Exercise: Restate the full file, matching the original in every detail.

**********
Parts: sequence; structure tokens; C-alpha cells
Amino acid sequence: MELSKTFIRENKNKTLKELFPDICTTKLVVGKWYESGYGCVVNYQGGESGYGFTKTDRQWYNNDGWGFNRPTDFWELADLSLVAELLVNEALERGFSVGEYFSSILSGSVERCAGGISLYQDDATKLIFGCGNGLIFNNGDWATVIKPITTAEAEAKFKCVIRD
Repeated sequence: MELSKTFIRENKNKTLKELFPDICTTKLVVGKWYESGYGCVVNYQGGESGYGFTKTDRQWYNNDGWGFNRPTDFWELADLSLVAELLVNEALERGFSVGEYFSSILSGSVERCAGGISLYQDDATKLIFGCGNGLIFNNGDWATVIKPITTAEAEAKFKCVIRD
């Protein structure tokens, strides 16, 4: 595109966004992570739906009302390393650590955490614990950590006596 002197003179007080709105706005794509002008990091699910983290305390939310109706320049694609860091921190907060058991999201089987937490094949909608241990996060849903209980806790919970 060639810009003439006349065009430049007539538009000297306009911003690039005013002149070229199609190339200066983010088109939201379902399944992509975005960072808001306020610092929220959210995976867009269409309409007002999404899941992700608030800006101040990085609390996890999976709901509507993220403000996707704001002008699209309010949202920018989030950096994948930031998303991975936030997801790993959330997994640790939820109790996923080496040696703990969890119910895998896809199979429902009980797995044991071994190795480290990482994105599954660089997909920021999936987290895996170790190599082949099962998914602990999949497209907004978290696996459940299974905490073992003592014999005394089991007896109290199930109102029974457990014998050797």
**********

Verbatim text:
Parts: sequence; structure tokens; C-alpha cells
Amino acid sequence: MELSKTFIRENKNKTLKELFPDICTTKLVVGKWYESGYGCVVNYQGGESGYGFTKTDRQWYNNDGWGFNRPTDFWELADLSLVAELLVNEALERGFSVGEYFSSILSGSVERCAGGISLYQDDATKLIFGCGNGLIFNNGDWATVIKPITTAEAEAKFKCVIRD
Repeated sequence: MELSKTFIRENKNKTLKELFPDICTTKLVVGKWYESGYGCVVNYQGGESGYGFTKTDRQWYNNDGWGFNRPTDFWELADLSLVAELLVNEALERGFSVGEYFSSILSGSVERCAGGISLYQDDATKLIFGCGNGLIFNNGDWATVIKPITTAEAEAKFKCVIRD
């Protein structure tokens, strides 16, 4: 595109966004992570739906009302390393650590955490614990950590006596 002197003179007080709105706005794509002008990091699910983290305390939310109706320049694609860091921190907060058991999201089987937490094949909608241990996060849903209980806790919970 060639810009003439006349065009430049007539538009000297306009911003690039005013002149070229199609190339200066983010088109939201379902399944992509975005960072808001306020610092929220959210995976867009269409309409007002999404899941992700608030800006101040990085609390996890999976709901509507993220403000996707704001002008699209309010949202920018989030950096994948930031998303991975936030997801790993959330997994640790939820109790996923080496040696703990969890119910895998896809199979429902009980797995044991071994190795480290990482994105599954660089997909920021999936987290895996170790190599082949099962998914602990999949497209907004978290696996459940299974905490073992003592014999005394089991007896109290199930109102029974457990014998050797």